Construction

Gov. Greg Abbott deemed construction workers "essential" during the coronavirus pandemic.
Jorge Sanhueza-Lyon / KUT

People are afraid during this pandemic. And in some cases, they’re more afraid of being out of work and unable to provide for their families than they are of the coronavirus.

Dr. Mark Escott, interim health authority at Austin Public Health, said that's a "substantial barrier" that will "create challenges for us as we try to control the outbreak of COVID-19 in Austin and Travis County as we open things up.”

Thousands of donated masks were dropped off at the Mexican consulate Monday to be distributed to construction workers in Austin.
Jorge Sanhueza-Lyon / KUT

Thousands of masks are on their way to construction workers in the Austin area.

The 100,000 masks were donated Monday by the Austin Emergency Supply Foundation, a new nonprofit made up of business leaders with specific medical supply and logistics expertise.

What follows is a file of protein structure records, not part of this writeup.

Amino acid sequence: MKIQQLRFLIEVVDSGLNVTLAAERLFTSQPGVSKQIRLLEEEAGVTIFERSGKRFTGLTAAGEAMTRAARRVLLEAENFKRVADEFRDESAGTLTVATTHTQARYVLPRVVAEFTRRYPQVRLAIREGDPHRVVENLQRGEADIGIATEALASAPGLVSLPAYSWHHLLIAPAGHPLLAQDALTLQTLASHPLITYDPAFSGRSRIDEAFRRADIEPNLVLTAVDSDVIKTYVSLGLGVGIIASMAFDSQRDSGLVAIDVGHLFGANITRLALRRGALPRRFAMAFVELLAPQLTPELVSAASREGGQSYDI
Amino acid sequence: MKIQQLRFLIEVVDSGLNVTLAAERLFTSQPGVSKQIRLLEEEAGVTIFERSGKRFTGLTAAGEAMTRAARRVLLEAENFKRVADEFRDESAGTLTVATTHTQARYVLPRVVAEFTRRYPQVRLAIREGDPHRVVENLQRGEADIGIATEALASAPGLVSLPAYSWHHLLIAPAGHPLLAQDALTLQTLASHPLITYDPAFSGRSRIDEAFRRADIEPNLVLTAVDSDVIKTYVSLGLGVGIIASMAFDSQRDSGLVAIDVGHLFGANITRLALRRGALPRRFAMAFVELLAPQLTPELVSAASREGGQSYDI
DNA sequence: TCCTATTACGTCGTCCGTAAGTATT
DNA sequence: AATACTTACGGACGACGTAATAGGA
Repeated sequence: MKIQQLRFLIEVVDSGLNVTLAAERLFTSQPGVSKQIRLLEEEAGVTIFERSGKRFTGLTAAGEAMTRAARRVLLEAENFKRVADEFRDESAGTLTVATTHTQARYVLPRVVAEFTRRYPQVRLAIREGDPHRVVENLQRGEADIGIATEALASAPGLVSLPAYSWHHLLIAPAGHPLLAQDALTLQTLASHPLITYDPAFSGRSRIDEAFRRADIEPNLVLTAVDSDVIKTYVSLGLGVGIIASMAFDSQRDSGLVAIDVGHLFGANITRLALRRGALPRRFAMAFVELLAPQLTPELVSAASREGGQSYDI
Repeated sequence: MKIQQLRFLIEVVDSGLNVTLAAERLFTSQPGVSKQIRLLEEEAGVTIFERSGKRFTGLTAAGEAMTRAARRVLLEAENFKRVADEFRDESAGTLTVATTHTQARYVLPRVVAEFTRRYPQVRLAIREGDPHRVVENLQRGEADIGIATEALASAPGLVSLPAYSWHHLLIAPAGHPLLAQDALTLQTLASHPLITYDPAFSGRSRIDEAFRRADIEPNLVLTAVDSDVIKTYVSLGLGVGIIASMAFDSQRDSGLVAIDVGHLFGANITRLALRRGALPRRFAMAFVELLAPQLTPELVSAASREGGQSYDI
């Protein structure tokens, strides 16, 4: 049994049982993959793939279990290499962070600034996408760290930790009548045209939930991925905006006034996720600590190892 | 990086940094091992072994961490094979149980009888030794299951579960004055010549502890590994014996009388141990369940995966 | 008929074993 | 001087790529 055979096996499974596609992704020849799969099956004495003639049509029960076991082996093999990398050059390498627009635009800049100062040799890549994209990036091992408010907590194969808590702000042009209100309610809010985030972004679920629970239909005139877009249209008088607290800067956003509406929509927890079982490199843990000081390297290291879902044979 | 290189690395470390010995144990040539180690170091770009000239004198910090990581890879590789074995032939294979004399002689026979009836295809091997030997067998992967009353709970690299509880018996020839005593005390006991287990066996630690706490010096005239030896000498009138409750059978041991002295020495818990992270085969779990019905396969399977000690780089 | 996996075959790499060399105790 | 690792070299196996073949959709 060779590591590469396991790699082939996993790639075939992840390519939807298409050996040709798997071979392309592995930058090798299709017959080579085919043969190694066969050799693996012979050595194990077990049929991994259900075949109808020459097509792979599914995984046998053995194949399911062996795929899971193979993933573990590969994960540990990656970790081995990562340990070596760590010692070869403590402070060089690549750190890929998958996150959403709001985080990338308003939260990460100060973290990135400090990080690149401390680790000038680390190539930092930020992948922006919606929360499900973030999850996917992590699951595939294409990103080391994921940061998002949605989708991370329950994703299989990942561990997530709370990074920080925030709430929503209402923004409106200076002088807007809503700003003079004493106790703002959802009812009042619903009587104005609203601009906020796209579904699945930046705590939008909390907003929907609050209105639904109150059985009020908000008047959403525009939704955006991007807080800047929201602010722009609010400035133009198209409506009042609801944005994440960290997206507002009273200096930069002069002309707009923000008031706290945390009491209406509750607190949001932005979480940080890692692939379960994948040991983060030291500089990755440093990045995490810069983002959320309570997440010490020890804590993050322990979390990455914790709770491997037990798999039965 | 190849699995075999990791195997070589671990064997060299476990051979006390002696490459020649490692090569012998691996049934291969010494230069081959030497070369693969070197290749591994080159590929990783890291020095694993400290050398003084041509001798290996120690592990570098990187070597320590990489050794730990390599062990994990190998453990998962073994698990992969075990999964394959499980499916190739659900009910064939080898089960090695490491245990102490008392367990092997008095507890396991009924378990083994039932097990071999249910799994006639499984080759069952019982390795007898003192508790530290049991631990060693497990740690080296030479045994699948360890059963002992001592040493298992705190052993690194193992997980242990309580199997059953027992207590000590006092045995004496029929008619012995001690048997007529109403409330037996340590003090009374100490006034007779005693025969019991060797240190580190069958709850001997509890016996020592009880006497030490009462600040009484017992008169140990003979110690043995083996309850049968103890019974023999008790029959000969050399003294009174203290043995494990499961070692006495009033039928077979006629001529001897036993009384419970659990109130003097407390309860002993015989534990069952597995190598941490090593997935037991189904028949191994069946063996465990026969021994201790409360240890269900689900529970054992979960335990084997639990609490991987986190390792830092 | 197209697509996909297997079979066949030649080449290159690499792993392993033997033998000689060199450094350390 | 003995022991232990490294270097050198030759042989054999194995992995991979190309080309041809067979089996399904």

Texas has deemed construction work as essential and allowed it to continue during the coronavirus pandemic. Austin Public Health requires workers to wear face coverings, practice good hygiene and have their temperature screened daily at constructon sites.
Jorge Sanhueza-Lyon / KUT

Read this story in English.

Funcionarios de Salud Pública de Austin (APH, en inglés) dicen que todavía están haciendo cálculos, pero hasta ahora sus investigaciones muestran que la construcción se une a las instalaciones de cuidado a largo plazo, de cuidado de salud, la construcción y las tiendas de alimentos como las industrias más afectadas localmente por el COVID-19.